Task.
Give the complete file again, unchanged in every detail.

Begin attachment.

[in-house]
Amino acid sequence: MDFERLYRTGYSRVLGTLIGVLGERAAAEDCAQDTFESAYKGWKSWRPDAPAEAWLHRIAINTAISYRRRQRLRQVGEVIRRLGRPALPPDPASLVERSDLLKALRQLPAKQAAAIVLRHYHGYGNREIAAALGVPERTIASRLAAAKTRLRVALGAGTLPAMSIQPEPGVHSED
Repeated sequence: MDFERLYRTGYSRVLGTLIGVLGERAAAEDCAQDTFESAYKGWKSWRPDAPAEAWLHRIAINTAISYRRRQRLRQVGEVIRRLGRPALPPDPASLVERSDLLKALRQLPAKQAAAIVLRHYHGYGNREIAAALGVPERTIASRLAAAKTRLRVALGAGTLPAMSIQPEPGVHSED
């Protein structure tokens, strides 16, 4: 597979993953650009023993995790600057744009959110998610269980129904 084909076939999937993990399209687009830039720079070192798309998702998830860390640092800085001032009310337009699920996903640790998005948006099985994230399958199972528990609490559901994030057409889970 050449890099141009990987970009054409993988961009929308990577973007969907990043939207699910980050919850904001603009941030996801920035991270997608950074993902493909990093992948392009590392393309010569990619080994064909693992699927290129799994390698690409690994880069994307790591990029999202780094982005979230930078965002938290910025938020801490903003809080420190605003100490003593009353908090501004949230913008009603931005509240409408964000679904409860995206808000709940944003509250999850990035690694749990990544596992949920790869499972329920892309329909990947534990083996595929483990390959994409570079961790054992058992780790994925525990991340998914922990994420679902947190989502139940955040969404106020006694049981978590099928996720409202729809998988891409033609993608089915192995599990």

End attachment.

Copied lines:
[in-house]
Amino acid sequence: MDFERLYRTGYSRVLGTLIGVLGERAAAEDCAQDTFESAYKGWKSWRPDAPAEAWLHRIAINTAISYRRRQRLRQVGEVIRRLGRPALPPDPASLVERSDLLKALRQLPAKQAAAIVLRHYHGYGNREIAAALGVPERTIASRLAAAKTRLRVALGAGTLPAMSIQPEPGVHSED
Repeated sequence: MDFERLYRTGYSRVLGTLIGVLGERAAAEDCAQDTFESAYKGWKSWRPDAPAEAWLHRIAINTAISYRRRQRLRQVGEVIRRLGRPALPPDPASLVERSDLLKALRQLPAKQAAAIVLRHYHGYGNREIAAALGVPERTIASRLAAAKTRLRVALGAGTLPAMSIQPEPGVHSED
């Protein structure tokens, strides 16, 4: 597979993953650009023993995790600057744009959110998610269980129904 084909076939999937993990399209687009830039720079070192798309998702998830860390640092800085001032009310337009699920996903640790998005948006099985994230399958199972528990609490559901994030057409889970 050449890099141009990987970009054409993988961009929308990577973007969907990043939207699910980050919850904001603009941030996801920035991270997608950074993902493909990093992948392009590392393309010569990619080994064909693992699927290129799994390698690409690994880069994307790591990029999202780094982005979230930078965002938290910025938020801490903003809080420190605003100490003593009353908090501004949230913008009603931005509240409408964000679904409860995206808000709940944003509250999850990035690694749990990544596992949920790869499972329920892309329909990947534990083996595929483990390959994409570079961790054992058992780790994925525990991340998914922990994420679902947190989502139940955040969404106020006694049981978590099928996720409202729809998988891409033609993608089915192995599990």